Rarely do we have the opportunity to share, from one’s own point of view, an individual’s life history. What we are about to share is from Carol’s own hand. We couldn’t be more proud that she was our Founder, leader, teacher, and, most of all, visionary and friend. She had a bold vision, and was determined to make a difference for low-income women and girls in East Tennessee. We are immensely grateful for her leadership, and that she left us with this sweet story about her life.
I was born in Nashville and grew up on a farm in Brentwood, Tennessee. My early education was in public schools. After high school I went to Lindenwood College for Women (then) in Missouri. Perhaps it was typical of women’s colleges of that era, but I found life there to be very stimulating, because of its emphasis on educating women to be all that they might! I graduated magna cum laude, made life-long friends and am so grateful for the education I received and the mentors who guided me.
Immediately after graduation, I left to travel in Europe for three months – an experience that further opened up the world for me. The money for the trip – then only $l,000 – was a gift from my grandmother and mother. The faculty at Lindenwood prepared my itinerary, which included a big dose of art, architecture, and culture.
When I returned home, I taught 7th grade – all subjects. About that first year I will say little, except that by those students, I was “taught to teach!” I won a Woodrow Wilson Fellowship the next year, and did graduate work at Vanderbilt where I met my husband, Bedford. We had desks near each other in the Graduate Study Room of the Library. Bedford was in Vanderbilt Divinity School, having changed from engineering to theology. We married two years later – and celebrated 50 years together in October 2011.
I taught 25 years at Science Hill High School in Johnson City. In l987 I was named Tennessee Teacher of the Year in a long (and tedious) process across the state. In that capacity, I spoke all over the state about education – and my classroom was filmed, and filmed, and filmed. Two years later I became Tennessee’s first Teacher-Scholar in a program sponsored by the National Endowment for the Humanities. I was given a year’s sabbatical to study the Vietnam War and how to include it in the high school curriculum. That year began with an invitation to the White House, where the first “50” Teacher-Scholars were honored. What an exciting morning for me!
I retired in l992 and have spent a good bit of time since then in charitable and community work. Especially important to me are the Sunshine Lady Foundation, the East Tennessee Foundation – Women’s Fund, and the Harris Fund of ETF. Our community has profited from these relationships, and I have enjoyed both the work and the connections. I love the idea of a Women’s Fund, and by the grace of God and the enthusiastic cooperation of significant women on the Board of ETF, we started a Women’s Fund and have enjoyed great success. This has been a dream-come-true – as the members of the committee met, planned, and succeeded. Alice Mercer, Mary Ellen Brewington, Marty Begalla, and Kay Clayton from the ETF board quickly volunteered to be on the Planning Committee with me and proved to be superb leaders and hard, hard workers. (Don’t tell everyone — but some years ago – not too many – Kay was my student!)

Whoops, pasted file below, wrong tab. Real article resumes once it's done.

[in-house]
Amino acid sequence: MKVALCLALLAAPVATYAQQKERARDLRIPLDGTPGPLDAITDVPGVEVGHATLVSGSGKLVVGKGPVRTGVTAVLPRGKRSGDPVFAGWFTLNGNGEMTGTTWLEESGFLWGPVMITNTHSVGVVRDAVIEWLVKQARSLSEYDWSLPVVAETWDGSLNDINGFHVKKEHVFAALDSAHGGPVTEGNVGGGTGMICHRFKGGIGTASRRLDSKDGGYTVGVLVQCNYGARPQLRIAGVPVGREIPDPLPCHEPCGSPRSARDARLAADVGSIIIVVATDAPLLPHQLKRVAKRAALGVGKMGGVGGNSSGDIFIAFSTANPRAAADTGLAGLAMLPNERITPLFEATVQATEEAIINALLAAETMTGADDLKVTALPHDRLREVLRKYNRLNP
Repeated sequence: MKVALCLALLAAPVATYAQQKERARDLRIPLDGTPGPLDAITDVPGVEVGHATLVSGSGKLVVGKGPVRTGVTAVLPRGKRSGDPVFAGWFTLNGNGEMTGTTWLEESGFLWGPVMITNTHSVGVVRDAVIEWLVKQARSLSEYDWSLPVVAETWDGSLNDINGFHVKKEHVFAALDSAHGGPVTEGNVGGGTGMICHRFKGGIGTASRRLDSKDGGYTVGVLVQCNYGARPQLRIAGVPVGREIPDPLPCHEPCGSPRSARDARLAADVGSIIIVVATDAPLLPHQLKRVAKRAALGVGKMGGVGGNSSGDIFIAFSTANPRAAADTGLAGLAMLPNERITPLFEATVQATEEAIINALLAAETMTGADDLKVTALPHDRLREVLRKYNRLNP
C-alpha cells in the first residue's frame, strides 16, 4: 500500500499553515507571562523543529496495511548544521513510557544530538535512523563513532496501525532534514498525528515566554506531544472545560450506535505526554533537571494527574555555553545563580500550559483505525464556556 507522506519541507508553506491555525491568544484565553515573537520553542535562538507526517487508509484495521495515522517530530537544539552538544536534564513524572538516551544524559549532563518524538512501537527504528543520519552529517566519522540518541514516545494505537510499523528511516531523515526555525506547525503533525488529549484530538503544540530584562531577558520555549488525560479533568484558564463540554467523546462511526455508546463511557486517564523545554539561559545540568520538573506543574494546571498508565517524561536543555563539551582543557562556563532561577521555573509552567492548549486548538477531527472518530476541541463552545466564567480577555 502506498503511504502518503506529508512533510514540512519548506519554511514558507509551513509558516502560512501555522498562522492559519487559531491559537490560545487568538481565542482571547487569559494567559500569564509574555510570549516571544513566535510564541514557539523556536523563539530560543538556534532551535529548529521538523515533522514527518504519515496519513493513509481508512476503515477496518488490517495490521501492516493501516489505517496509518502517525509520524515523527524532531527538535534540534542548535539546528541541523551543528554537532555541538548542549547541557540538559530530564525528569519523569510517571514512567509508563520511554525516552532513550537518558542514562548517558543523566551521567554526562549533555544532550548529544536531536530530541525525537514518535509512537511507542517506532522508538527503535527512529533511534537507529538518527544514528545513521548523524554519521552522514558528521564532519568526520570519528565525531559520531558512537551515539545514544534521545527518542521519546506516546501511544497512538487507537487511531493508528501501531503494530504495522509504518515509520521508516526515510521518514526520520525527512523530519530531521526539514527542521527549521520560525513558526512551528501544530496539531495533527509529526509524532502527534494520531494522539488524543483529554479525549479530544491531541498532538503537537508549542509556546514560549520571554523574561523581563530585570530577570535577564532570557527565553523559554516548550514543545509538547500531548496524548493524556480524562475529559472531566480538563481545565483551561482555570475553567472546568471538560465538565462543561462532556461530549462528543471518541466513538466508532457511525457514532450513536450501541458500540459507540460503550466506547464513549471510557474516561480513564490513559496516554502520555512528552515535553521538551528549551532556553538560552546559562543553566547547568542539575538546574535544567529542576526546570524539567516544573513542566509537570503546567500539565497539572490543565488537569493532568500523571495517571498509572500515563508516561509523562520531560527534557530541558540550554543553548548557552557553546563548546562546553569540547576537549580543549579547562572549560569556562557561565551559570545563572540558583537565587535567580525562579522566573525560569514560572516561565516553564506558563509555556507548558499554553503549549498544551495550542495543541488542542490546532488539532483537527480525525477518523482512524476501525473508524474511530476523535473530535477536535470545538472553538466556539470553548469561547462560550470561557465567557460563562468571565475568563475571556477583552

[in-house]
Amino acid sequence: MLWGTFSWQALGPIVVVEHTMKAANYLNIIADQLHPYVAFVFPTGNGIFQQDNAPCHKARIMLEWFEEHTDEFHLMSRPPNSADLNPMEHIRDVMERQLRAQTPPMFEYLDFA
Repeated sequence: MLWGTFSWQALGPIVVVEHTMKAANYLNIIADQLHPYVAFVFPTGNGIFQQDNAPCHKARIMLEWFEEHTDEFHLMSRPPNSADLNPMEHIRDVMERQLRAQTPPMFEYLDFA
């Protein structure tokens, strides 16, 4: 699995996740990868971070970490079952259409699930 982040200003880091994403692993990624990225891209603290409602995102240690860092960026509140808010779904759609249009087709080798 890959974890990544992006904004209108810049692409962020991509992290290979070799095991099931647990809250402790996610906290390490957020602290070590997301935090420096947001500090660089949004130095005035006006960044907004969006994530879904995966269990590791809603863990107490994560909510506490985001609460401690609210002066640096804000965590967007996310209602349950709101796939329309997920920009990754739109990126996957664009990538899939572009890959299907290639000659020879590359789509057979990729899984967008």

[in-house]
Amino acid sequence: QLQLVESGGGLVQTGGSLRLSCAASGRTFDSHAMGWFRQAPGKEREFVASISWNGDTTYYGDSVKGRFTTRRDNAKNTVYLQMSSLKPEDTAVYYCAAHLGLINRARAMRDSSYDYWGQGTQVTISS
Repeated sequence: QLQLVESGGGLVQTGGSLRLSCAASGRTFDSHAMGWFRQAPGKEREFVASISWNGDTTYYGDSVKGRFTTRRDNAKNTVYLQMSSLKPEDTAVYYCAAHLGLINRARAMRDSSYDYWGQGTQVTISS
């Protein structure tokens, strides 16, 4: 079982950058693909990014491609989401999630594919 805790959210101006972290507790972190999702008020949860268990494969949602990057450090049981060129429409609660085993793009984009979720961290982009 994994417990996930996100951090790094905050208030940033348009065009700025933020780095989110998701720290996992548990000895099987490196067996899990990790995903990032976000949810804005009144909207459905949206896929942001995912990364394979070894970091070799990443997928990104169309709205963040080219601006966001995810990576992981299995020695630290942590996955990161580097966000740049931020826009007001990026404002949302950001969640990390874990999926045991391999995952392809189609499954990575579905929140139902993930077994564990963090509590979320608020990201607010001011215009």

I love East Tennessee. Bedford and I live in Johnson City and also have a farmhouse in Roan Mountain where I garden, rest, and even get to read a bit! East Tennessee State University is important to us, and honored me last year by making me an “Honorary Alum.” We are very supportive of a program there called Roan Scholars. Milligan College a few years earlier had named me as a “Leader in Christian Service,” an honor that I appreciate. I love gardening and participating in Munsey United Methodist Church and Fortnightly Book Club. (Six of eighteen book club members are Women’s Fund Founders!) We love to travel and have done quite a bit of it. From 2011 until 2012, we lived in Paris, where Bedford was one of the ministers at The American Church of Paris. That was our second time living there, and we had a clear view of the Eiffel Tower (just down the street) from our living room window.
Looking back over my years has been fun. I am grateful for the life I have led, the good health I have, the enriching work and friendships, as well as having a very supportive husband. I am also looking ahead and forward to what is to come…
Adored by so many, Carol passed away on November 17, 2021, and is survived by her husband, the Rev. Bedford T. Transou Jr. of Johnson City. She loved the Women’s Fund and was very proud of this legacy and her part in it. She was the first and is the only Emerita member of the Women’s Fund Board. Her generous spirit and contagious energy will be missed by all.